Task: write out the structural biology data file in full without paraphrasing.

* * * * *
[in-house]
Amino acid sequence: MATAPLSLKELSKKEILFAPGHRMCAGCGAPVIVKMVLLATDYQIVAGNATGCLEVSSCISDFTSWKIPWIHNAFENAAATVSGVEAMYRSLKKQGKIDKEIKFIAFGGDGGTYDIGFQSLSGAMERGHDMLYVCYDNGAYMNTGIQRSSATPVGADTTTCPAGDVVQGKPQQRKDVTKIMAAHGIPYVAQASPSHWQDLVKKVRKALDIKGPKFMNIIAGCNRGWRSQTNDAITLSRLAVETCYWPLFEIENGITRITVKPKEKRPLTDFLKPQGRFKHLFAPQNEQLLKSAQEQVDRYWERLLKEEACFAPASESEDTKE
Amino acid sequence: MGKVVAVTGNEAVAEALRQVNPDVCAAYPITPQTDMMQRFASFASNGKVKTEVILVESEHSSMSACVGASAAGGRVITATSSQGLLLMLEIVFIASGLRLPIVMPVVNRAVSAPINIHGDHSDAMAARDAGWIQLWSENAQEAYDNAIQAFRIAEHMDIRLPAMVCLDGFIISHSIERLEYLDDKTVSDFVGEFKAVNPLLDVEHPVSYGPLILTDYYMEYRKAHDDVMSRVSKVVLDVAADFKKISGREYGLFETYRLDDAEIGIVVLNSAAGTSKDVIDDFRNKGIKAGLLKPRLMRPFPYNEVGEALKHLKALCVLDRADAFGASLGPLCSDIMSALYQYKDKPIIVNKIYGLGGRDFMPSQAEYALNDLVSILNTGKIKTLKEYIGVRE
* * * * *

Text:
[in-house]
Amino acid sequence: MATAPLSLKELSKKEILFAPGHRMCAGCGAPVIVKMVLLATDYQIVAGNATGCLEVSSCISDFTSWKIPWIHNAFENAAATVSGVEAMYRSLKKQGKIDKEIKFIAFGGDGGTYDIGFQSLSGAMERGHDMLYVCYDNGAYMNTGIQRSSATPVGADTTTCPAGDVVQGKPQQRKDVTKIMAAHGIPYVAQASPSHWQDLVKKVRKALDIKGPKFMNIIAGCNRGWRSQTNDAITLSRLAVETCYWPLFEIENGITRITVKPKEKRPLTDFLKPQGRFKHLFAPQNEQLLKSAQEQVDRYWERLLKEEACFAPASESEDTKE
Amino acid sequence: MGKVVAVTGNEAVAEALRQVNPDVCAAYPITPQTDMMQRFASFASNGKVKTEVILVESEHSSMSACVGASAAGGRVITATSSQGLLLMLEIVFIASGLRLPIVMPVVNRAVSAPINIHGDHSDAMAARDAGWIQLWSENAQEAYDNAIQAFRIAEHMDIRLPAMVCLDGFIISHSIERLEYLDDKTVSDFVGEFKAVNPLLDVEHPVSYGPLILTDYYMEYRKAHDDVMSRVSKVVLDVAADFKKISGREYGLFETYRLDDAEIGIVVLNSAAGTSKDVIDDFRNKGIKAGLLKPRLMRPFPYNEVGEALKHLKALCVLDRADAFGASLGPLCSDIMSALYQYKDKPIIVNKIYGLGGRDFMPSQAEYALNDLVSILNTGKIKTLKEYIGVRE